Consumer Choices of Women in Residential Drug Treatment: An Analysis of Risk and Impulsivity

Authors


  • Support for this research was provided by a grant from the Robert Wood Johnson Foundation through its New Jersey Health Initiatives program. This study was derived from a project submitted by the second author to Temple University in partial fulfillment of the requirements for the Master of Science in Applied Behavior Analysis. We gratefully acknowledge the collaboration of Susan M. Gordon, Lauren A. Lee, and Fallon O'Connell. Maren Farris is now at Kindle Behavior Consultants, Burlington, MA.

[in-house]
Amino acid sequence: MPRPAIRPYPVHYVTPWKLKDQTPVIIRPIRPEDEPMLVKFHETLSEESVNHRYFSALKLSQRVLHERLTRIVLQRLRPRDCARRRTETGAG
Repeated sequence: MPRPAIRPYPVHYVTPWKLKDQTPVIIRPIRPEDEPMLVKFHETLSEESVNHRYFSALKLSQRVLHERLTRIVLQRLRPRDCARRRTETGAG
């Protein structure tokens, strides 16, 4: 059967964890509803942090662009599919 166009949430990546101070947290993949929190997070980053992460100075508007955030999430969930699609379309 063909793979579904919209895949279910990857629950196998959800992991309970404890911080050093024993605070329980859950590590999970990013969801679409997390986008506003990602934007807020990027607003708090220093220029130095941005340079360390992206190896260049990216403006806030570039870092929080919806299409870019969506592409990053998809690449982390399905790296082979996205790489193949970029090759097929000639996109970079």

MaryLouise Kerwin, Department of Psychology, Rowan University, 201 Mullica Hill Road, Glassboro, NJ 08028. E-mail: kerwin@rowan.edu

Abstract

The relationship between risk taking, impulsivity, temporal discounting, and shopping choices in an onsite token-economy store was investigated with 10 women in a long-term residential drug-treatment center. Participants completed the Balloon Analogue Risk Task (BART), Eysenck Impulsivity Scale, and a delay discounting task, which were then correlated with the mean amount spent on slow- and fast-moving consumer items for self, child, and household (cash-and-carry store items and catalog items). Of particular importance, purchases of slow- and fast-moving items for the child seemed to mirror one another, suggesting that these women are valuing their children's well-being (in terms of consumer goods) more highly than their own.

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